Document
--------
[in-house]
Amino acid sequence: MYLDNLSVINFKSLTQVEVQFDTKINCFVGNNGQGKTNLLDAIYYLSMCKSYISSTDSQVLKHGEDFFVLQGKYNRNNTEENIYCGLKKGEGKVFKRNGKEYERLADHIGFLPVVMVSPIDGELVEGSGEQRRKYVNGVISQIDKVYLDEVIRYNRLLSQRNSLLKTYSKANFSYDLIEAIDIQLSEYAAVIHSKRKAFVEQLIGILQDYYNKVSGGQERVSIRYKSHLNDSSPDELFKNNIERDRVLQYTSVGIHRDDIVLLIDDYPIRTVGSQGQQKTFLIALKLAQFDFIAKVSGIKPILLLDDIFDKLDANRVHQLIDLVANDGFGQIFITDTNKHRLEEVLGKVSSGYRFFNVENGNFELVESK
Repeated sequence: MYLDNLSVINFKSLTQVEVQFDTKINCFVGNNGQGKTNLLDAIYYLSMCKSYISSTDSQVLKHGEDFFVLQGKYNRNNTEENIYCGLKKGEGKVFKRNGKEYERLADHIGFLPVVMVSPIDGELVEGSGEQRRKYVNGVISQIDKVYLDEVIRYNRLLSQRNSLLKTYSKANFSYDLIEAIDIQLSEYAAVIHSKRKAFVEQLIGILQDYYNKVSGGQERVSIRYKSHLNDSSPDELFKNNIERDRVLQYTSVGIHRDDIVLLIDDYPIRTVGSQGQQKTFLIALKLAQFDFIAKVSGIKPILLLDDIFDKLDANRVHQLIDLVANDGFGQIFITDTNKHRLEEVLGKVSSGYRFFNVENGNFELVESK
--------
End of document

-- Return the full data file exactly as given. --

[in-house]
Amino acid sequence: MYLDNLSVINFKSLTQVEVQFDTKINCFVGNNGQGKTNLLDAIYYLSMCKSYISSTDSQVLKHGEDFFVLQGKYNRNNTEENIYCGLKKGEGKVFKRNGKEYERLADHIGFLPVVMVSPIDGELVEGSGEQRRKYVNGVISQIDKVYLDEVIRYNRLLSQRNSLLKTYSKANFSYDLIEAIDIQLSEYAAVIHSKRKAFVEQLIGILQDYYNKVSGGQERVSIRYKSHLNDSSPDELFKNNIERDRVLQYTSVGIHRDDIVLLIDDYPIRTVGSQGQQKTFLIALKLAQFDFIAKVSGIKPILLLDDIFDKLDANRVHQLIDLVANDGFGQIFITDTNKHRLEEVLGKVSSGYRFFNVENGNFELVESK
Repeated sequence: MYLDNLSVINFKSLTQVEVQFDTKINCFVGNNGQGKTNLLDAIYYLSMCKSYISSTDSQVLKHGEDFFVLQGKYNRNNTEENIYCGLKKGEGKVFKRNGKEYERLADHIGFLPVVMVSPIDGELVEGSGEQRRKYVNGVISQIDKVYLDEVIRYNRLLSQRNSLLKTYSKANFSYDLIEAIDIQLSEYAAVIHSKRKAFVEQLIGILQDYYNKVSGGQERVSIRYKSHLNDSSPDELFKNNIERDRVLQYTSVGIHRDDIVLLIDDYPIRTVGSQGQQKTFLIALKLAQFDFIAKVSGIKPILLLDDIFDKLDANRVHQLIDLVANDGFGQIFITDTNKHRLEEVLGKVSSGYRFFNVENGNFELVESK